The CA FAs served dinner and drinks immediately after hearing the news of our delay. They then took turns throughout the several hours walking through the cabin offering water, sprite, and tea. I was very impressed by this. We knew we would inevitably depart and I thought they handled the situation very well. The food was stirfry/kung pao chicken with vegetables and rice. I thought it tasted quite good and was a good sized portion. I must say the lack of variety in CA’s meals is a little tiresome but at least they taste adequate.
We finally pushed back and made our way to the runway at around 22:00. After take off I fell asleep till the FAs announced our descent into PEK. We touched down at 23:40 to a silent PEK. T2 seemed asleep apart from DL 767 ready to depart to SEA. We were one of the last domestic flights of the day at T3. I thanked the FAs for their extra effort on the flight (in Chinese) proceeded to baggage claim and was ready to take the bus our hotel (Xiyuan).
After flying Air China both transpacific and on a high-density domestic route this summer (as well as the flights in 2009) I would give them a mixed rating. Their cabins are generally comfortable and their service, both on the ground and in the air seems adequate. Catering is nothing exciting but is certainly more than endurable. At the same time the cabins are worn and frayed, even on their new 737Gs. They need to work on upkeep of their planes as well as better IFE systems for their long-haul fleet. I am surprised they haven’t even sprung for PTVs on their A343s as they receive their modern A330 fleet.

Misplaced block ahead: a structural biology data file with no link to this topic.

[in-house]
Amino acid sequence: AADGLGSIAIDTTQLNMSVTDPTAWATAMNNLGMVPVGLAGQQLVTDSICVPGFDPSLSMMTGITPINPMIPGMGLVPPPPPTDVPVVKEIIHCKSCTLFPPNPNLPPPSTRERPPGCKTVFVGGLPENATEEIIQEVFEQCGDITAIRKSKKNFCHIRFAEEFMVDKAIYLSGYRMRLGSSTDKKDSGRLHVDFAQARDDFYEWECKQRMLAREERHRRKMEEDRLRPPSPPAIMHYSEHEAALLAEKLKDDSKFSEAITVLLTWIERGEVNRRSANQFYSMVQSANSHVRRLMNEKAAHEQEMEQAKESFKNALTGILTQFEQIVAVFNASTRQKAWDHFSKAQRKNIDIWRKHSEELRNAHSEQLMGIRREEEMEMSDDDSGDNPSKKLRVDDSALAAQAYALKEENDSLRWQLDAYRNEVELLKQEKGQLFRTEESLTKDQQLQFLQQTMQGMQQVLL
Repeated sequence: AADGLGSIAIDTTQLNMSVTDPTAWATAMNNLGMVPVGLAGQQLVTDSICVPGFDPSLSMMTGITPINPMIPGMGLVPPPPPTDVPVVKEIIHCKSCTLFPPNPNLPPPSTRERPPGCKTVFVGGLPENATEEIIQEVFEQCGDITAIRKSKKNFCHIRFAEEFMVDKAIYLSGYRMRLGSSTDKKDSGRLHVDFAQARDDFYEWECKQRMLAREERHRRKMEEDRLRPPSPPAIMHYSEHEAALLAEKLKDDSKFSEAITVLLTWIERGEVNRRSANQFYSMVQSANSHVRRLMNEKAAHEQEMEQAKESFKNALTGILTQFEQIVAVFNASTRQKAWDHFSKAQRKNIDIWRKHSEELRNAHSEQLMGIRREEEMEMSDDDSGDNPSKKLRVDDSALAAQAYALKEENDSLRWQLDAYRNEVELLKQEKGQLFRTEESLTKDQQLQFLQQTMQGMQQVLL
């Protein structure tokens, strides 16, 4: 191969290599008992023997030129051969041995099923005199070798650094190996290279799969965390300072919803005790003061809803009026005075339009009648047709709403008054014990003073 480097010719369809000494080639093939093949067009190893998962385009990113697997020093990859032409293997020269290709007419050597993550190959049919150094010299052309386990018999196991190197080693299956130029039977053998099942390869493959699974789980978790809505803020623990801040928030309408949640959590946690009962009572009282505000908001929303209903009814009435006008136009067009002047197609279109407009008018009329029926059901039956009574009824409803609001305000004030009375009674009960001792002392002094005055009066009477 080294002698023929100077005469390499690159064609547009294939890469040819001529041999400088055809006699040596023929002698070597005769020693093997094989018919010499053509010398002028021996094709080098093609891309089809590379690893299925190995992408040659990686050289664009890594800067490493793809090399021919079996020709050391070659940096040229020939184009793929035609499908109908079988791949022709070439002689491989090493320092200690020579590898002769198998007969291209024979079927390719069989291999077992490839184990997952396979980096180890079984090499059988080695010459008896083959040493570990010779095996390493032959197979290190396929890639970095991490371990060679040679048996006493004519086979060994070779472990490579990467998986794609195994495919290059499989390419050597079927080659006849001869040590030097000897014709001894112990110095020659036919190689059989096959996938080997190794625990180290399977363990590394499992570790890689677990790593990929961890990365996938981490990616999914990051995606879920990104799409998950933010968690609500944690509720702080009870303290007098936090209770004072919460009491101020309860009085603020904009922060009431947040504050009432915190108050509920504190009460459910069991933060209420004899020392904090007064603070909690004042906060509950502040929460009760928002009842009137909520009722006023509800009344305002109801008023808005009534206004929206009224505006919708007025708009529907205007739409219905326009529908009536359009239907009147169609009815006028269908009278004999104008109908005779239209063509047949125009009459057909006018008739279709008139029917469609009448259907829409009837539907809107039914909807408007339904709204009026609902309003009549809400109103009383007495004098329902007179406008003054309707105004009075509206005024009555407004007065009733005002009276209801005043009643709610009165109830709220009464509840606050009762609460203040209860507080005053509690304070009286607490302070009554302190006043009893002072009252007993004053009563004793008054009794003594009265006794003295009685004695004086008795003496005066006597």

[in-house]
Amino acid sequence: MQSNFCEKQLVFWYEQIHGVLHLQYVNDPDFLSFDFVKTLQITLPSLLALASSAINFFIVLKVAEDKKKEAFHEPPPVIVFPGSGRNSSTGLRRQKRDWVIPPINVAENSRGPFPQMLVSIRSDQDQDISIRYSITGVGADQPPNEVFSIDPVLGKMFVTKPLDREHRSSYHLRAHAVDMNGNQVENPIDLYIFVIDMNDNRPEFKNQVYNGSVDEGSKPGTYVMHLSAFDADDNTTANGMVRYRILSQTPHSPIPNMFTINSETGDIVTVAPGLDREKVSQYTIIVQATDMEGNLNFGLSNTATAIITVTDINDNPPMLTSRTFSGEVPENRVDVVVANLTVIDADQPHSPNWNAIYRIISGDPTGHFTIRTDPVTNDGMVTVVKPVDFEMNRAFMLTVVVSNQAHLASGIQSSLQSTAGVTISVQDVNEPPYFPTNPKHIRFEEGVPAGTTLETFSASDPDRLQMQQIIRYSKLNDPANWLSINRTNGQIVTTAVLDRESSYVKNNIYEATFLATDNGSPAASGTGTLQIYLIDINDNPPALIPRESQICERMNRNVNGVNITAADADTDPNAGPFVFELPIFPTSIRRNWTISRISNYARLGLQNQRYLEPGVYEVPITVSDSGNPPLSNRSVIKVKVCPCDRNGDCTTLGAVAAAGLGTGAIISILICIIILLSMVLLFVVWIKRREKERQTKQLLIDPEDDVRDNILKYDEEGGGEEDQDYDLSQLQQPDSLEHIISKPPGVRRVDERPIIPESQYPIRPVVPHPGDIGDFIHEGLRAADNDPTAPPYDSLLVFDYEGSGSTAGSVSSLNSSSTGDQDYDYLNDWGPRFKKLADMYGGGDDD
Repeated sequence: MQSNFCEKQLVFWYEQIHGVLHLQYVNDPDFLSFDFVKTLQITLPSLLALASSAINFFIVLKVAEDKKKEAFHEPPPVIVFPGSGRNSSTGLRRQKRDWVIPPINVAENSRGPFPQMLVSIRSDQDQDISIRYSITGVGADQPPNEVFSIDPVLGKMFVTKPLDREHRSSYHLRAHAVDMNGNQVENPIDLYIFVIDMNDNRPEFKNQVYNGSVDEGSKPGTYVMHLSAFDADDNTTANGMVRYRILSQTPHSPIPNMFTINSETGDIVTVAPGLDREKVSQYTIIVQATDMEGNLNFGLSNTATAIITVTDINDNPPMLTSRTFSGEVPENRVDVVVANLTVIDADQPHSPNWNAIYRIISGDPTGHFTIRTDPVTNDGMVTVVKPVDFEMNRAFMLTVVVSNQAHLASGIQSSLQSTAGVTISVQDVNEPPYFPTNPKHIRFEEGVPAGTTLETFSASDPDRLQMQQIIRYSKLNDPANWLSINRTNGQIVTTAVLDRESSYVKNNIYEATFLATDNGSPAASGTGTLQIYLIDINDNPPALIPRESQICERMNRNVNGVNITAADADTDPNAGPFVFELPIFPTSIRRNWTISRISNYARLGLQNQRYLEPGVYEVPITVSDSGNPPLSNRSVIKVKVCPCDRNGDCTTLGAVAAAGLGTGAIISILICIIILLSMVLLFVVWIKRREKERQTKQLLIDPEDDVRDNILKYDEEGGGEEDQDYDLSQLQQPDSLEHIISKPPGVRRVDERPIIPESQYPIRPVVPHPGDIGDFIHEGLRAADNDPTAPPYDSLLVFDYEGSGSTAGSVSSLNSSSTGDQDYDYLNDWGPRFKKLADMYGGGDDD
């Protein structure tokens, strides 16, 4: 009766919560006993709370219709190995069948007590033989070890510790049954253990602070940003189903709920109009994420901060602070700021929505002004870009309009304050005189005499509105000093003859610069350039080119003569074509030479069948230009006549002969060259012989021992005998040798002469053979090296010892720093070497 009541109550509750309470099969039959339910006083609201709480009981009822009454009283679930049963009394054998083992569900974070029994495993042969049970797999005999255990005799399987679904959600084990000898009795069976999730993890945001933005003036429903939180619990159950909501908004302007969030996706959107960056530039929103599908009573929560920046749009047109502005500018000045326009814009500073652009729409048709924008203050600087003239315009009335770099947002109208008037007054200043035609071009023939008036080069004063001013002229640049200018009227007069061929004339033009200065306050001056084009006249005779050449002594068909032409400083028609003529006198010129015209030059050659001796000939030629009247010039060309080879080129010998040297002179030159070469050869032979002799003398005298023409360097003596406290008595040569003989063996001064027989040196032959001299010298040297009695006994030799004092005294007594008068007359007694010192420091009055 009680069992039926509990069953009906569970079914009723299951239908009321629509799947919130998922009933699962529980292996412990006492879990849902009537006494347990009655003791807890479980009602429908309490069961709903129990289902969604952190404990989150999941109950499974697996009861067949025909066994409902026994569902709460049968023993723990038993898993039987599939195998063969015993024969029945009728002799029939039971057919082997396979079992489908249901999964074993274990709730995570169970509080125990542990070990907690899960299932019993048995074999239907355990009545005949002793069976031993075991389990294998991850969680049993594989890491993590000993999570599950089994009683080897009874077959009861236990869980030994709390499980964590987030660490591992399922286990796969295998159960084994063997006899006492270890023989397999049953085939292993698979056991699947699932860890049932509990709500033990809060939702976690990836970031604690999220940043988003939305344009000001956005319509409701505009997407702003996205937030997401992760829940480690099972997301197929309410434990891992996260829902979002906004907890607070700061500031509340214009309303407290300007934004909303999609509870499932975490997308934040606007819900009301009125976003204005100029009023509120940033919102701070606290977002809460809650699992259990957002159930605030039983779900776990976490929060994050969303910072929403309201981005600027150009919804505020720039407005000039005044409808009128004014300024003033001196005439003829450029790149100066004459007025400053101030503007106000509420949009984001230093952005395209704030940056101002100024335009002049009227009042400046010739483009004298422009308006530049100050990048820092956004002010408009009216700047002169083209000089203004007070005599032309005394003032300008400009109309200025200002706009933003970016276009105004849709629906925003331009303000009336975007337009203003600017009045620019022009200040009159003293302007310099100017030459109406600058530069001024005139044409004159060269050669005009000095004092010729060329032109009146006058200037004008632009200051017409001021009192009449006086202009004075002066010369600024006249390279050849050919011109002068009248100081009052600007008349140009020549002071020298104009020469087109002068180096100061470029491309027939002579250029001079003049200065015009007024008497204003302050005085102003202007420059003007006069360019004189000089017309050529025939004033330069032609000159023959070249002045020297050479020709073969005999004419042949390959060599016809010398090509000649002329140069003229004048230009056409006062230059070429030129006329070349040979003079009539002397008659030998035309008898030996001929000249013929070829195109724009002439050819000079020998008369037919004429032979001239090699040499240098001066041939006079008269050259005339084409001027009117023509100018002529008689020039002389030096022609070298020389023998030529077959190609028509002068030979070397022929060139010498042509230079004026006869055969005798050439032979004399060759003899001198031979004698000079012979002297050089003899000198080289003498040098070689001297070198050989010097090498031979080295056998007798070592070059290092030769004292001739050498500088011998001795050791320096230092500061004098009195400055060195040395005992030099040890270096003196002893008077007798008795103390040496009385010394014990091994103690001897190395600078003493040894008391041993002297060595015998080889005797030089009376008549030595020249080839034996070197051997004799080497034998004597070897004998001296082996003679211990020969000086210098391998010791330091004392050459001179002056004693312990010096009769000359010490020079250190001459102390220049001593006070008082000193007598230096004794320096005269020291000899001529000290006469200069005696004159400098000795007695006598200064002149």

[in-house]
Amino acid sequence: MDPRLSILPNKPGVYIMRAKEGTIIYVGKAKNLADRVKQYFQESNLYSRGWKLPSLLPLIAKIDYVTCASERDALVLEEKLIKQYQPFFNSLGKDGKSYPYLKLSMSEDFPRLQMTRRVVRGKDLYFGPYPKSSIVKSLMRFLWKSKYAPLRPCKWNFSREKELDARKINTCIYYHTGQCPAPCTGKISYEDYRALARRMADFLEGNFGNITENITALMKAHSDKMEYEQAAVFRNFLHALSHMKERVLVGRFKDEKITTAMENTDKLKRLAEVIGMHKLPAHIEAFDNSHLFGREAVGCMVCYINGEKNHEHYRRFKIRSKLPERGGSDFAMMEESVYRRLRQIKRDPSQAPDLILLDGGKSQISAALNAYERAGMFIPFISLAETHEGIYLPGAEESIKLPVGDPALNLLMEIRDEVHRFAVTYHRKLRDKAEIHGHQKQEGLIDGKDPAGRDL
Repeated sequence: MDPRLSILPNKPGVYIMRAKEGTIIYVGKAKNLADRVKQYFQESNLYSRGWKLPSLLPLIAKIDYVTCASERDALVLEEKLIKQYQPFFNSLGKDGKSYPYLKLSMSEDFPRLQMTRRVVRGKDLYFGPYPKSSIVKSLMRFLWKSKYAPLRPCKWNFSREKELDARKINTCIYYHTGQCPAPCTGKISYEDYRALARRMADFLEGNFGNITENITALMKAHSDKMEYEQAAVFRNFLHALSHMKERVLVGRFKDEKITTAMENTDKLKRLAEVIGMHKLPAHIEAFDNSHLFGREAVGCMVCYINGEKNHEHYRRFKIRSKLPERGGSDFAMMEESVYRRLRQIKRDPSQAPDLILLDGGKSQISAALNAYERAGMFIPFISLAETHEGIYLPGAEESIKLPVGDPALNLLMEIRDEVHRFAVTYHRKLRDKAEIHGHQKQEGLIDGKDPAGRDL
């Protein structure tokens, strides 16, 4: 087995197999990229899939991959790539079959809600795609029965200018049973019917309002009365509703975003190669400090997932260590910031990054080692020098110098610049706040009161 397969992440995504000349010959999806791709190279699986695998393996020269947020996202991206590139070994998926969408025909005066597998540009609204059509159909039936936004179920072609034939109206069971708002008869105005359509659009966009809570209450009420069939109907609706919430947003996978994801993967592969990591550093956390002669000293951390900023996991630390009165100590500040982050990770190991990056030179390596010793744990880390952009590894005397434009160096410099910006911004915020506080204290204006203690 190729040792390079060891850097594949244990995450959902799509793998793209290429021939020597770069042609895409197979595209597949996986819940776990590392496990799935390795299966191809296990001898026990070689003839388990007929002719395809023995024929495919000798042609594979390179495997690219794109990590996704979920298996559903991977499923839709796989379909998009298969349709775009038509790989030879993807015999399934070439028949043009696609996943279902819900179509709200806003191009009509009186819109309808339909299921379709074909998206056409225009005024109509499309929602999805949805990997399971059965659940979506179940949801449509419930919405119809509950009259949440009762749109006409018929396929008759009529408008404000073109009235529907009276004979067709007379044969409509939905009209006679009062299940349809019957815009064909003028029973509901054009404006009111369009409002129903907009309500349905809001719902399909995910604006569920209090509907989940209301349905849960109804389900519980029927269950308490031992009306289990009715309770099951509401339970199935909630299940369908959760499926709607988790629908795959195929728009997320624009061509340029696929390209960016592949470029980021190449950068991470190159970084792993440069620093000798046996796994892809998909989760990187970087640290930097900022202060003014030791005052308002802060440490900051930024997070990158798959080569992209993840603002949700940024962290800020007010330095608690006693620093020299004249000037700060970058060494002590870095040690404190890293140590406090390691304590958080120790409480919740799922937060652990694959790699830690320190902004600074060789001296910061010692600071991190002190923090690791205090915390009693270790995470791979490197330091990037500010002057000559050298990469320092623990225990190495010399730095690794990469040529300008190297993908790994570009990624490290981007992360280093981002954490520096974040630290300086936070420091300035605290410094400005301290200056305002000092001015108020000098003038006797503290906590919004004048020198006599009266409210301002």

Air China is a comfortable and relatively reliable airline but, in terms of service and product offerings, seems accustomed to the state-dominated Chinese aviation industry and the regulations such an environment entails. I am sure they will gradually transform themselves into a more competitive carrier.[Edited 2010-08-23 22:26:08]
[Edited 2010-08-23 22:35:45]